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Vladimir Vernadsky was always interested in natural sciences and decided to specialize in mineralogy under the renowned Vasily Vasili’evich Dokuchaev, a pioneer in the field of soil science. While working on his doctoral dissertation, Vernadsky became interested in crystallography. He initially wanted to work with crystallographer Arcangelo Scacchi, but due to Scacchi’s fragile mental condition, Vernadsky moved to Germany. There, he worked on his thesis under the guidance of mineralogist Paul Groth, who was studying the physical properties of crystals. During his time in Germany, Vernadsky also collaborated with mathematician Leonhard Sohncke on research related to crystallization. He successfully completed his doctorate and began his professional career as a research assistant in a mineralogy laboratory.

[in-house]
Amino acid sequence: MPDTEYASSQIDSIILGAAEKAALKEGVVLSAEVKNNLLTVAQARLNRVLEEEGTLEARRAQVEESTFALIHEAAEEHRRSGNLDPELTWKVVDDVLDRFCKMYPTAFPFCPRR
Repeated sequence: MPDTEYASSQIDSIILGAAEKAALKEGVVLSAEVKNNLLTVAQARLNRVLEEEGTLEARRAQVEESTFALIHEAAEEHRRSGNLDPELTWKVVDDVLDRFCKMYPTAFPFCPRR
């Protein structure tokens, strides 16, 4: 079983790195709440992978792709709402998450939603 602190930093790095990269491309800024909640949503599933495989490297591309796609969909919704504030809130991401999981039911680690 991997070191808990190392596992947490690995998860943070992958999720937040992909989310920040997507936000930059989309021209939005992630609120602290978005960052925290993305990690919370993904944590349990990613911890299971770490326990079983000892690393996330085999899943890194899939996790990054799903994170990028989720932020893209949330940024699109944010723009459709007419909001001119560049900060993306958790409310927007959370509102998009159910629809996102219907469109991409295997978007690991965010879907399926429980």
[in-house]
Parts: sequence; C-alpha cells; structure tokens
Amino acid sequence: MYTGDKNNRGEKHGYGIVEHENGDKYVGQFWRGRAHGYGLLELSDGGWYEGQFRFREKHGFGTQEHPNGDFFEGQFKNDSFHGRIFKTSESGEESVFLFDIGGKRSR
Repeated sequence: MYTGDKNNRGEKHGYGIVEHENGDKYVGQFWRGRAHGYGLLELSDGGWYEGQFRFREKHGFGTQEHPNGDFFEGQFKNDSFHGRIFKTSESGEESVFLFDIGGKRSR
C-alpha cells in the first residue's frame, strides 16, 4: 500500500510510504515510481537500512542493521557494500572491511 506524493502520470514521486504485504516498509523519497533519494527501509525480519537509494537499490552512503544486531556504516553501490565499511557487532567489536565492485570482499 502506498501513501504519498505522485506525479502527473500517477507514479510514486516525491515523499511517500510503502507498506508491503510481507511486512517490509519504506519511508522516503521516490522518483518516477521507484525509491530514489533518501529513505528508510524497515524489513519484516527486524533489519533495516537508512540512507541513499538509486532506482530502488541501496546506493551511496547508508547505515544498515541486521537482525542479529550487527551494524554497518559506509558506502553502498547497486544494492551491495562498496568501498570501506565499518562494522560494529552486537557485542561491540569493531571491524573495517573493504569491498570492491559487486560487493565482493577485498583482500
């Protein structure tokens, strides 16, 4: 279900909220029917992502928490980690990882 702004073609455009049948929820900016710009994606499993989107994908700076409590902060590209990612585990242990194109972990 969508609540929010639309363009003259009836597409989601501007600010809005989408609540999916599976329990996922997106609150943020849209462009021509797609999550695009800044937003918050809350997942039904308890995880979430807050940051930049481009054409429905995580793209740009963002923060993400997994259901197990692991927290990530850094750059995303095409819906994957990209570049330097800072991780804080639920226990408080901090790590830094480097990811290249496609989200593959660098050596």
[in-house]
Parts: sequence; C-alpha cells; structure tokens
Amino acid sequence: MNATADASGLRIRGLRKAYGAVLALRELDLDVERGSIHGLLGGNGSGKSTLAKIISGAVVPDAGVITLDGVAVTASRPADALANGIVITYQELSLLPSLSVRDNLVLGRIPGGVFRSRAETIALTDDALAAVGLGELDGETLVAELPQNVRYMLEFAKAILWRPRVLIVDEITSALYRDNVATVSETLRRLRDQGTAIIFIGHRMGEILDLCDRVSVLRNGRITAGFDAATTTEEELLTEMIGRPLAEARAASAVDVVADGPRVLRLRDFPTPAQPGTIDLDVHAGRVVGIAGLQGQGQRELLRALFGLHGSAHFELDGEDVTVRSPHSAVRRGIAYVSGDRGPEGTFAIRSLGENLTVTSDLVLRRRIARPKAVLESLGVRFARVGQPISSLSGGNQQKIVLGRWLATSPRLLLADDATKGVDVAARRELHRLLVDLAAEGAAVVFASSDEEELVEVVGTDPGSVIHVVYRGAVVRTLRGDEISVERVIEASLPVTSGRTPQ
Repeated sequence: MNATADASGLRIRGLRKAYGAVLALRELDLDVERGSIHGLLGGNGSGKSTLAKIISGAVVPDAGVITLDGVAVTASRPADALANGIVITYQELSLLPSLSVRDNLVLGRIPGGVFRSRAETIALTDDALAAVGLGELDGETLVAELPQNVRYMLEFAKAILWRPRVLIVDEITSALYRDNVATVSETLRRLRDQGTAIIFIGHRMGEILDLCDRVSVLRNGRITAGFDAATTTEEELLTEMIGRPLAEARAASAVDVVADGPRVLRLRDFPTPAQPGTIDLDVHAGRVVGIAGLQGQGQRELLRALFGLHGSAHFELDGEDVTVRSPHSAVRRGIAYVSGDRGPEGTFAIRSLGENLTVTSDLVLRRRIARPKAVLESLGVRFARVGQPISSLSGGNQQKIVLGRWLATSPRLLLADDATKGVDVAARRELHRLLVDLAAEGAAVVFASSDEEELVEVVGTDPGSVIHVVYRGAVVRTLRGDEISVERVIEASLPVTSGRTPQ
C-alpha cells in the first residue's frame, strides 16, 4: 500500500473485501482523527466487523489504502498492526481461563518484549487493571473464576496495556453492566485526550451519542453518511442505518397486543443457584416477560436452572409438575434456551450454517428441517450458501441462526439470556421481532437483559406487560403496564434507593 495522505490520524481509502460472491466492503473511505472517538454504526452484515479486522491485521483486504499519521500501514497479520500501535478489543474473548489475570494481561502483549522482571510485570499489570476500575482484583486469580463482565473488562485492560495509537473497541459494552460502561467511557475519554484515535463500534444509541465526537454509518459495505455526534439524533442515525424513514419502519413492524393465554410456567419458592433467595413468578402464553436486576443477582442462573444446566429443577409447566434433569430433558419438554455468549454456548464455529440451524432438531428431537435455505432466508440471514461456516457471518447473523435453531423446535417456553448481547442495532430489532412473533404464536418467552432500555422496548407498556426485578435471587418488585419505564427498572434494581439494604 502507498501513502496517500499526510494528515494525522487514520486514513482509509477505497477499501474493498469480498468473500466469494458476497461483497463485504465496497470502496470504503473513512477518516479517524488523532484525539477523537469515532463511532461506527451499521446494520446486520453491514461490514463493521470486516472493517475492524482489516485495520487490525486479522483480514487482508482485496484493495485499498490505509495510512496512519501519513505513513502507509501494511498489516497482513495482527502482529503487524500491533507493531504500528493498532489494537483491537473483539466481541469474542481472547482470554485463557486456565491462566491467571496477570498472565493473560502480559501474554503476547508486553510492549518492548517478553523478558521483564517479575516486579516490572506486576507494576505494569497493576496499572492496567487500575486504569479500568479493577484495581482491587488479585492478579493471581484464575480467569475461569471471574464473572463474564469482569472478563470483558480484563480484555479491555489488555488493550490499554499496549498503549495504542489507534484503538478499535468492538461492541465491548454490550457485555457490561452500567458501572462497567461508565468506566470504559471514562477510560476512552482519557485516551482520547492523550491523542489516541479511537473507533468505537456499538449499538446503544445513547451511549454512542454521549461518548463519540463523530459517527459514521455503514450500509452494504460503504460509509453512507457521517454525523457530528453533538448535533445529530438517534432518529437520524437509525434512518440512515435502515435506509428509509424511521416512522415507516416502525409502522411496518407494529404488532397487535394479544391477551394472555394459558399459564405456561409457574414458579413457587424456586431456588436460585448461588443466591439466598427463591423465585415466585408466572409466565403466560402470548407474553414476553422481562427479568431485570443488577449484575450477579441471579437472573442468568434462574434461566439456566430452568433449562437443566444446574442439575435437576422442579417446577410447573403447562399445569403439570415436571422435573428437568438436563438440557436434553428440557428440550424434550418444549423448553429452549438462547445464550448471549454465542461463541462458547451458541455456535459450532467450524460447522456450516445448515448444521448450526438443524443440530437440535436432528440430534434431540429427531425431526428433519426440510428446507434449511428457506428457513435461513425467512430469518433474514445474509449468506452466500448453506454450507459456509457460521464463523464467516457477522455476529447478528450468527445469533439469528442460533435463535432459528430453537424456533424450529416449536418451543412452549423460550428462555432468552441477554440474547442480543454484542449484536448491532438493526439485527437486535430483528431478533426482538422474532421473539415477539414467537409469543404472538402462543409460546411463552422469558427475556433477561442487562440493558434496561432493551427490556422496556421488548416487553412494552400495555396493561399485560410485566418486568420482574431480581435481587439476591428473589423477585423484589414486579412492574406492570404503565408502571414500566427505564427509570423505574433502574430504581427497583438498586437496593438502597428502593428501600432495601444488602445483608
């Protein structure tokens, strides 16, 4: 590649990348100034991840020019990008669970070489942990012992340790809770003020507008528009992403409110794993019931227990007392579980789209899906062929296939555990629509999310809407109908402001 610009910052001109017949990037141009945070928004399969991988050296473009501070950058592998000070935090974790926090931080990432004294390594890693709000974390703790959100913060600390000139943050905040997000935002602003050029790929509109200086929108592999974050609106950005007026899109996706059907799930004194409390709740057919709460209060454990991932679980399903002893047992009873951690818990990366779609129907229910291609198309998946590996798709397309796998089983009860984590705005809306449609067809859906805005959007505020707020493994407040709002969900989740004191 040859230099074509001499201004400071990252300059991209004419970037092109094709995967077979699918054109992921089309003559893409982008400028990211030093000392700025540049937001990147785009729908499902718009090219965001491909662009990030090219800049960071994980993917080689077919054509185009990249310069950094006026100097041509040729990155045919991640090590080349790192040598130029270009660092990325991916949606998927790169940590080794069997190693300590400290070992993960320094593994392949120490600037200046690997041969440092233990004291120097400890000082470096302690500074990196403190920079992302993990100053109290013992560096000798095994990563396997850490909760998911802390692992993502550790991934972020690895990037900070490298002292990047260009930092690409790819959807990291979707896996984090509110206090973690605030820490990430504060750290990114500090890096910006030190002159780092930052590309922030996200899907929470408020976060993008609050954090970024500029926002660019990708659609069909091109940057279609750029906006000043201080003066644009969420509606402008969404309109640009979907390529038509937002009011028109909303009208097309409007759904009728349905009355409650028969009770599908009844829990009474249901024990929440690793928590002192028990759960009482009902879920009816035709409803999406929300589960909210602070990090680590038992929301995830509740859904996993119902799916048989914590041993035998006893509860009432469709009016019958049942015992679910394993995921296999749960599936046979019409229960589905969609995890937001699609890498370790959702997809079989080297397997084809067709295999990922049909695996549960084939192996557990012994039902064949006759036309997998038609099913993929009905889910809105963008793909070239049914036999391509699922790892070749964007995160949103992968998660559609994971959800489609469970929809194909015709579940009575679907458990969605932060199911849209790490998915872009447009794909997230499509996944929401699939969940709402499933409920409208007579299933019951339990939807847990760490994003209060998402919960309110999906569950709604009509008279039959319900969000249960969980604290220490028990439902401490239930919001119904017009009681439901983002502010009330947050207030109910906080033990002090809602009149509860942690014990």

Vernadsky’s research focused on aluminosilicates, studying their structure and chemical composition. He also studied the distribution and concentration of isotopes of different elements in the Earth’s crust and how various geological forces affect the formation of compounds. He then delved into the study of radioactivity and explored its usefulness as a source of thermal energy. His studies in this area were published as “Paragenesis of Chemical Elements in the Earth’s Crust,” which formed the basis of geochemistry. Vernadsky also conducted studies using radioactivity to assess the age and evolution of chemical elements, believing that radioactive substances could create new elements. In 1909, he formed the first Radium Commission based on these ideas.

Vernadsky’s efforts to procure samples of radioactive rocks led to the establishment of a geochemical laboratory at Saint Petersburg University in 1910. He also proposed the concept of the “noosphere,” which refers to the sphere of human cognition. According to his theory, the evolution of the Earth occurs in three stages: the geosphere undergoes modification when the biosphere comes into existence, and the biosphere is modified when the cognitive ability of living beings develops. All three spheres are interdependent and necessary for evolution.